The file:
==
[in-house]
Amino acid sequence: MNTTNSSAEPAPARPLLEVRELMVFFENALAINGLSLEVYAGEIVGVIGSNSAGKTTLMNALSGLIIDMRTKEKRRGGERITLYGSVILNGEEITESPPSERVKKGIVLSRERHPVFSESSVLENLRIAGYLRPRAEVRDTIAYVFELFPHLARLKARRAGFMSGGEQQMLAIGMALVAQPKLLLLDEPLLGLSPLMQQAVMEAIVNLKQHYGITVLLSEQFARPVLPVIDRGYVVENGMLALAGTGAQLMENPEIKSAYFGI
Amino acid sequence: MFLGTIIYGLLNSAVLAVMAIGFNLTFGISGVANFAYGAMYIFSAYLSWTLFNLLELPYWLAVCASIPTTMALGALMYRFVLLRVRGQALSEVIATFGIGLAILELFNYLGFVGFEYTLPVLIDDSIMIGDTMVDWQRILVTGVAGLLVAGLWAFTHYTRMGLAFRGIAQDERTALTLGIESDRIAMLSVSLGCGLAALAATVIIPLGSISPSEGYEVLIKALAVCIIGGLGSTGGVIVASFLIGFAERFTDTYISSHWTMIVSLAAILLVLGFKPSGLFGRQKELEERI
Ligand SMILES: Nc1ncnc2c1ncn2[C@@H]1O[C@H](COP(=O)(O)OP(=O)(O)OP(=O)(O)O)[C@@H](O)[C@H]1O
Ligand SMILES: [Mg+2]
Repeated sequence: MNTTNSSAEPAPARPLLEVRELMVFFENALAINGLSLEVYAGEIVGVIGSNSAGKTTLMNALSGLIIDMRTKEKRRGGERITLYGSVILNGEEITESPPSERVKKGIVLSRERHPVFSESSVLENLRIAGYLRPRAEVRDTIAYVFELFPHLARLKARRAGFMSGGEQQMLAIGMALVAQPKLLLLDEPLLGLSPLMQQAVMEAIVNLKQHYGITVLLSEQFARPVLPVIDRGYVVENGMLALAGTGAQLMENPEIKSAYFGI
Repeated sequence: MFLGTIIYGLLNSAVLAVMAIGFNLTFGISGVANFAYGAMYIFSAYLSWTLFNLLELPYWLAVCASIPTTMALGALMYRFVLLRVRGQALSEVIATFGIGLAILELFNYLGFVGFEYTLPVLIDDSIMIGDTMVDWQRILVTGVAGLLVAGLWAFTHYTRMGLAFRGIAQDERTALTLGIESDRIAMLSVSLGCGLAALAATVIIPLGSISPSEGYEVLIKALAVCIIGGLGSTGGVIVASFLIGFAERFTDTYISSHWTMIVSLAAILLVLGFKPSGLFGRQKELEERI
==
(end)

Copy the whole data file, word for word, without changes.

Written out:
[in-house]
Amino acid sequence: MNTTNSSAEPAPARPLLEVRELMVFFENALAINGLSLEVYAGEIVGVIGSNSAGKTTLMNALSGLIIDMRTKEKRRGGERITLYGSVILNGEEITESPPSERVKKGIVLSRERHPVFSESSVLENLRIAGYLRPRAEVRDTIAYVFELFPHLARLKARRAGFMSGGEQQMLAIGMALVAQPKLLLLDEPLLGLSPLMQQAVMEAIVNLKQHYGITVLLSEQFARPVLPVIDRGYVVENGMLALAGTGAQLMENPEIKSAYFGI
Amino acid sequence: MFLGTIIYGLLNSAVLAVMAIGFNLTFGISGVANFAYGAMYIFSAYLSWTLFNLLELPYWLAVCASIPTTMALGALMYRFVLLRVRGQALSEVIATFGIGLAILELFNYLGFVGFEYTLPVLIDDSIMIGDTMVDWQRILVTGVAGLLVAGLWAFTHYTRMGLAFRGIAQDERTALTLGIESDRIAMLSVSLGCGLAALAATVIIPLGSISPSEGYEVLIKALAVCIIGGLGSTGGVIVASFLIGFAERFTDTYISSHWTMIVSLAAILLVLGFKPSGLFGRQKELEERI
Ligand SMILES: Nc1ncnc2c1ncn2[C@@H]1O[C@H](COP(=O)(O)OP(=O)(O)OP(=O)(O)O)[C@@H](O)[C@H]1O
Ligand SMILES: [Mg+2]
Repeated sequence: MNTTNSSAEPAPARPLLEVRELMVFFENALAINGLSLEVYAGEIVGVIGSNSAGKTTLMNALSGLIIDMRTKEKRRGGERITLYGSVILNGEEITESPPSERVKKGIVLSRERHPVFSESSVLENLRIAGYLRPRAEVRDTIAYVFELFPHLARLKARRAGFMSGGEQQMLAIGMALVAQPKLLLLDEPLLGLSPLMQQAVMEAIVNLKQHYGITVLLSEQFARPVLPVIDRGYVVENGMLALAGTGAQLMENPEIKSAYFGI
Repeated sequence: MFLGTIIYGLLNSAVLAVMAIGFNLTFGISGVANFAYGAMYIFSAYLSWTLFNLLELPYWLAVCASIPTTMALGALMYRFVLLRVRGQALSEVIATFGIGLAILELFNYLGFVGFEYTLPVLIDDSIMIGDTMVDWQRILVTGVAGLLVAGLWAFTHYTRMGLAFRGIAQDERTALTLGIESDRIAMLSVSLGCGLAALAATVIIPLGSISPSEGYEVLIKALAVCIIGGLGSTGGVIVASFLIGFAERFTDTYISSHWTMIVSLAAILLVLGFKPSGLFGRQKELEERI